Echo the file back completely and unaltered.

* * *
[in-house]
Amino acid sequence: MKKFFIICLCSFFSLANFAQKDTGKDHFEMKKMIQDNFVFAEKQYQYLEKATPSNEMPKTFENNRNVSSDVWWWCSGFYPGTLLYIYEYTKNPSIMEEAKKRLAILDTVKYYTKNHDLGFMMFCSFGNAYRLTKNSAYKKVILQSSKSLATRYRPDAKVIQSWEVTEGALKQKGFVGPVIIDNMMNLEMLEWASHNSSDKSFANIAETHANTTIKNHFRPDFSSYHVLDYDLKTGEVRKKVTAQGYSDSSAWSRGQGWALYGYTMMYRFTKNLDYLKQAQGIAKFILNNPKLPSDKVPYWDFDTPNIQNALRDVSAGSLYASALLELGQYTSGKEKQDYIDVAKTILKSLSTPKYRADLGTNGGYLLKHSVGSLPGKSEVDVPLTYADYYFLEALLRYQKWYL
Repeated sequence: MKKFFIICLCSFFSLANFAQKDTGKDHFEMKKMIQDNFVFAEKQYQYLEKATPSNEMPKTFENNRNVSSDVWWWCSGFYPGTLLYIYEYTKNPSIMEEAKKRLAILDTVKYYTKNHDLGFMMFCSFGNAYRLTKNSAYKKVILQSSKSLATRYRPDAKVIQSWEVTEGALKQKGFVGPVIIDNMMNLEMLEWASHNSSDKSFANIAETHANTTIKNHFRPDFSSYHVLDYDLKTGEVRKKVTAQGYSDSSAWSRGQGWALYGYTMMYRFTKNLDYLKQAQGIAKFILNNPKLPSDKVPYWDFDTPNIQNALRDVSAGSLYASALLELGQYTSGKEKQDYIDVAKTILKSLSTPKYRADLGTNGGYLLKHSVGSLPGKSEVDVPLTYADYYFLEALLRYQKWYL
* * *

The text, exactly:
[in-house]
Amino acid sequence: MKKFFIICLCSFFSLANFAQKDTGKDHFEMKKMIQDNFVFAEKQYQYLEKATPSNEMPKTFENNRNVSSDVWWWCSGFYPGTLLYIYEYTKNPSIMEEAKKRLAILDTVKYYTKNHDLGFMMFCSFGNAYRLTKNSAYKKVILQSSKSLATRYRPDAKVIQSWEVTEGALKQKGFVGPVIIDNMMNLEMLEWASHNSSDKSFANIAETHANTTIKNHFRPDFSSYHVLDYDLKTGEVRKKVTAQGYSDSSAWSRGQGWALYGYTMMYRFTKNLDYLKQAQGIAKFILNNPKLPSDKVPYWDFDTPNIQNALRDVSAGSLYASALLELGQYTSGKEKQDYIDVAKTILKSLSTPKYRADLGTNGGYLLKHSVGSLPGKSEVDVPLTYADYYFLEALLRYQKWYL
Repeated sequence: MKKFFIICLCSFFSLANFAQKDTGKDHFEMKKMIQDNFVFAEKQYQYLEKATPSNEMPKTFENNRNVSSDVWWWCSGFYPGTLLYIYEYTKNPSIMEEAKKRLAILDTVKYYTKNHDLGFMMFCSFGNAYRLTKNSAYKKVILQSSKSLATRYRPDAKVIQSWEVTEGALKQKGFVGPVIIDNMMNLEMLEWASHNSSDKSFANIAETHANTTIKNHFRPDFSSYHVLDYDLKTGEVRKKVTAQGYSDSSAWSRGQGWALYGYTMMYRFTKNLDYLKQAQGIAKFILNNPKLPSDKVPYWDFDTPNIQNALRDVSAGSLYASALLELGQYTSGKEKQDYIDVAKTILKSLSTPKYRADLGTNGGYLLKHSVGSLPGKSEVDVPLTYADYYFLEALLRYQKWYL